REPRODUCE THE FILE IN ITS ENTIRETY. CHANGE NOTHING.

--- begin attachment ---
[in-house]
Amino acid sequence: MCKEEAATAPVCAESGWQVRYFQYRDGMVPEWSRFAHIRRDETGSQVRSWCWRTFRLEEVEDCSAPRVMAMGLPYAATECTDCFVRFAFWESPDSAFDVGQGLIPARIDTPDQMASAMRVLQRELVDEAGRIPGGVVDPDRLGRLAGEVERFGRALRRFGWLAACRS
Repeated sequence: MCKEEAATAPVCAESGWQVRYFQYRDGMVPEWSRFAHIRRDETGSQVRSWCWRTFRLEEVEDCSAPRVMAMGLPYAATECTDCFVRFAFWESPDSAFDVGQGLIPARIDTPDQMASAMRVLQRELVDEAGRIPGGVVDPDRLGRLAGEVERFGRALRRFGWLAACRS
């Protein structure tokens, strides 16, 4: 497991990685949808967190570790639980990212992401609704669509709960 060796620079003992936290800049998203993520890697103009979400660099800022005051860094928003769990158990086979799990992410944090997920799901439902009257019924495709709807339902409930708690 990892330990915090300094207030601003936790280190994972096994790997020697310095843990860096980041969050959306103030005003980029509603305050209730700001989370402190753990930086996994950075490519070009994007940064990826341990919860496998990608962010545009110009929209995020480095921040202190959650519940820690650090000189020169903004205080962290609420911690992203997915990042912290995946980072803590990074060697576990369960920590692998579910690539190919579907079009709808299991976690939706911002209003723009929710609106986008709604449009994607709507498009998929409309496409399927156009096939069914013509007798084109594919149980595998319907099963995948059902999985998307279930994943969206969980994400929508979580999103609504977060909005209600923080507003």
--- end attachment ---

[in-house]
Amino acid sequence: MCKEEAATAPVCAESGWQVRYFQYRDGMVPEWSRFAHIRRDETGSQVRSWCWRTFRLEEVEDCSAPRVMAMGLPYAATECTDCFVRFAFWESPDSAFDVGQGLIPARIDTPDQMASAMRVLQRELVDEAGRIPGGVVDPDRLGRLAGEVERFGRALRRFGWLAACRS
Repeated sequence: MCKEEAATAPVCAESGWQVRYFQYRDGMVPEWSRFAHIRRDETGSQVRSWCWRTFRLEEVEDCSAPRVMAMGLPYAATECTDCFVRFAFWESPDSAFDVGQGLIPARIDTPDQMASAMRVLQRELVDEAGRIPGGVVDPDRLGRLAGEVERFGRALRRFGWLAACRS
């Protein structure tokens, strides 16, 4: 497991990685949808967190570790639980990212992401609704669509709960 060796620079003992936290800049998203993520890697103009979400660099800022005051860094928003769990158990086979799990992410944090997920799901439902009257019924495709709807339902409930708690 990892330990915090300094207030601003936790280190994972096994790997020697310095843990860096980041969050959306103030005003980029509603305050209730700001989370402190753990930086996994950075490519070009994007940064990826341990919860496998990608962010545009110009929209995020480095921040202190959650519940820690650090000189020169903004205080962290609420911690992203997915990042912290995946980072803590990074060697576990369960920590692998579910690539190919579907079009709808299991976690939706911002209003723009929710609106986008709604449009994607709507498009998929409309496409399927156009096939069914013509007798084109594919149980595998319907099963995948059902999985998307279930994943969206969980994400929508979580999103609504977060909005209600923080507003």